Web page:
W1hat-’s Y2our-Div3ersi-ty S4tage?
When we reviewed the 401 submissions for The 2009 DiversityInc Top 50 Companies for Diversity®
competition, there were clear delineations between companies, demonstrating that they are at different stages in their diversity initiatives.
This resonated with me recently when, in the course of one week, we visited two companies that had purchased our benchmarking service. The first company was new to our benchmarking product and had many
questions about basic how-to’s in diversity management.
Like many companies just getting started, this company’s CEO had shown some support but still needed
to be convinced of how critical diversity is to their line of business, which is both consumer-facing and B-to-B.
This company had instituted
domestic-partner benefits within
the past two years and had started
some other initiatives, such as a
supplier-diversity program and diversity training.
It, however, lacked what we have
documented are the two greatest
drivers to talent retention and
promotion: formal, cross-cultural
mentoring and employee-resource
groups. And employee-resource
groups also are the single most
the way with new ones.
The issue here is that this company’s modest culture has prevented its diversity leaders from telling
anyone—internally or externally—
what they were accomplishing. And
an unfocused communications plan
exacerbates the problem and dilutes
their overall efforts.
We’ve realized there are stages of
diversity development, and a company’s needs change dramatically as
it moves from one stage to another.
Our benchmarking product
evolves along with the company.
cited method of driving innovation
and reaching multicultural markets
The second company is a long-time diversity leader whose competitors have begun to outpace its
diversity efforts. This company does
not have a lack of commitment at
any level (and has a CEO who is a
passionate diversity advocate). Nor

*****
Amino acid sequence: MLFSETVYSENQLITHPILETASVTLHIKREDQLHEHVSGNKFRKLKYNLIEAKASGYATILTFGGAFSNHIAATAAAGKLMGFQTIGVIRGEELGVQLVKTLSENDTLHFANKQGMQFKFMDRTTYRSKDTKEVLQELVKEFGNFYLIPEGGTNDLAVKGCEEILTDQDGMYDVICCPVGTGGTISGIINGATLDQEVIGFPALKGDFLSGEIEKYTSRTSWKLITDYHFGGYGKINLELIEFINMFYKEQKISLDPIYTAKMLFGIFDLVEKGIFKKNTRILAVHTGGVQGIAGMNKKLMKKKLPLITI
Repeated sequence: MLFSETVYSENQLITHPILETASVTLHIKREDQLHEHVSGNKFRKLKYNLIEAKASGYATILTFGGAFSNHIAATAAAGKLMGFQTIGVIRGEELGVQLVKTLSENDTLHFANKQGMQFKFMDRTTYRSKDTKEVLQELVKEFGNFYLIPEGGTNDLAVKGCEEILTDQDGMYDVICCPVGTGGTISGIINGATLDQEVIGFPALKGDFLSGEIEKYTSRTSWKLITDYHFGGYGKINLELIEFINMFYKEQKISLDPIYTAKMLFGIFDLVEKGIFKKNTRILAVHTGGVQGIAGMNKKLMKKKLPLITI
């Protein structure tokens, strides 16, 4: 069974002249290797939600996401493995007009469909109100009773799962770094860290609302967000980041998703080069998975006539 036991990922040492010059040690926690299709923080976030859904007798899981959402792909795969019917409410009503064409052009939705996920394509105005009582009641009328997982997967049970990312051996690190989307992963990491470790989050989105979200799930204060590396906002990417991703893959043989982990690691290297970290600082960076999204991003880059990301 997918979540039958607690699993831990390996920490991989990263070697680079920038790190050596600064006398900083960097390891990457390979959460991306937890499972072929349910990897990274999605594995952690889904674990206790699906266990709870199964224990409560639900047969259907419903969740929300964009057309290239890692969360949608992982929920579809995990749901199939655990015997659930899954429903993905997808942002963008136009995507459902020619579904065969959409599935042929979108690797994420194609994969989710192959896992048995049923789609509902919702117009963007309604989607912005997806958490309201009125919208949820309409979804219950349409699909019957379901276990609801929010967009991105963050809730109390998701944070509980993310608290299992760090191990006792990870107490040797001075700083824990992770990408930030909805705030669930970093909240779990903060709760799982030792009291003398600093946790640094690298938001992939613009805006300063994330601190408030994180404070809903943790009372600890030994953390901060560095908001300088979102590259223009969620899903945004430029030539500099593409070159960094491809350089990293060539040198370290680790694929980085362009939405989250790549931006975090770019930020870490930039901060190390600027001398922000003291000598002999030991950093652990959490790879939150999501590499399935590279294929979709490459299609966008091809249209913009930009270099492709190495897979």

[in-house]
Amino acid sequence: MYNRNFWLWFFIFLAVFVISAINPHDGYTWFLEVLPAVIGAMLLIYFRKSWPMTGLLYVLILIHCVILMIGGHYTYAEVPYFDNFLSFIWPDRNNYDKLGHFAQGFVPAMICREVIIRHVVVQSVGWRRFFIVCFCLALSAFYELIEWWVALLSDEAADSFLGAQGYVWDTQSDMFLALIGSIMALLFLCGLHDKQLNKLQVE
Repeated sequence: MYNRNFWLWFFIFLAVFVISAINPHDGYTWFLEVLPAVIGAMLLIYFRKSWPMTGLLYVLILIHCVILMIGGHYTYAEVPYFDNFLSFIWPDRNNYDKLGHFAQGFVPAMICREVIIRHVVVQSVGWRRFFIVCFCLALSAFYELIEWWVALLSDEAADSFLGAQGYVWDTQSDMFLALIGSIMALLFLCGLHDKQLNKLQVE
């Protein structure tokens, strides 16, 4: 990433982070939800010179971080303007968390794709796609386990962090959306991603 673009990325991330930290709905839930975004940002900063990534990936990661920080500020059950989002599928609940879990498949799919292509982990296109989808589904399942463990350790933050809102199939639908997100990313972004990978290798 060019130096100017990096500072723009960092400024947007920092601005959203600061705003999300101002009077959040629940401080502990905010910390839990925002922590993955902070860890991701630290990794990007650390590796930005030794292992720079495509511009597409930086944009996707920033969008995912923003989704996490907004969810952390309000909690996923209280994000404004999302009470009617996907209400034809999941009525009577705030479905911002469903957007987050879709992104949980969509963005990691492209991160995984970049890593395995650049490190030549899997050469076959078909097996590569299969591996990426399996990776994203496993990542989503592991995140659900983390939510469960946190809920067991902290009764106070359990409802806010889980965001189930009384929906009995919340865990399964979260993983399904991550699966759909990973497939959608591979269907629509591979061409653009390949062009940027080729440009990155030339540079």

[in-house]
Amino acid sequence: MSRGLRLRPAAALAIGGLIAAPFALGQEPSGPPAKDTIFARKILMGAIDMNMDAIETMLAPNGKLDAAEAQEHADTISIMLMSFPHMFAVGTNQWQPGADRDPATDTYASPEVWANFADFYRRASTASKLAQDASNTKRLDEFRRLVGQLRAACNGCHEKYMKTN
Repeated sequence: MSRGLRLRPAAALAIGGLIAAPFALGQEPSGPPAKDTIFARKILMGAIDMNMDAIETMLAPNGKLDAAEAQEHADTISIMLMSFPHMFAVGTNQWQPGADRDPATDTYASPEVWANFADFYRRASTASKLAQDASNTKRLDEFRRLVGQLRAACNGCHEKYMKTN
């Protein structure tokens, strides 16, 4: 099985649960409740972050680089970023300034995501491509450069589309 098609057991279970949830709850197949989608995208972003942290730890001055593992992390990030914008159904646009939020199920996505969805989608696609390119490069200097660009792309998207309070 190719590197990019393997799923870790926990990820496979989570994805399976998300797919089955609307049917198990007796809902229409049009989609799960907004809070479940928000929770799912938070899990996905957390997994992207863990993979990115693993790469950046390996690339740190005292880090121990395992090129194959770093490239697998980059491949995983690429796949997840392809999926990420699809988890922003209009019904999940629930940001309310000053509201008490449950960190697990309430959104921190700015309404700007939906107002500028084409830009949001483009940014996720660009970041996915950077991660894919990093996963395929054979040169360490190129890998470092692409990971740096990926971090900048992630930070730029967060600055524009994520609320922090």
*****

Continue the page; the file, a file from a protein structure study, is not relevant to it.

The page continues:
has this company failed to implement proven best practices and lead
That’s why our benchmarking
product evolves along with the company. We note certain triggers that
indicate a company’s stage of diversity development and then know
the specific solutions that will take it
to the next stage.
The first company here is an
early-stage diversity company, which
means it needs strong support in
making the business case for diversity to senior executives so it can get
the budget to advance its diversity
initiative. The CEO needs to be convinced to take a public, active role as
a diversity champion, and he must
be given a clear, concise picture of
the actual competitive benefits.
The second company is at an
advanced stage but is failing to remain competitive because of a clear
lack of branding—or understanding
how critical that branding is.
We’ve seen this in a few other
companies with long-term diversity
commitment. When they started as
diversity leaders, the competition
was so scarce they didn’t need to
worry about telling employees, customers, suppliers and investors how
they were doing.
The world is a very different
place now. Companies that fail to
use all of their diversity advantages—especially placement on The
DiversityInc Top 50 Companies for
Diversity list—will find themselves
falling behind rapidly.
SENIOR VICE PRESIDENT,
@To better understand the stages of corporate diversity, contact Barbara Frankel at bfrankel@ DiversityInc.com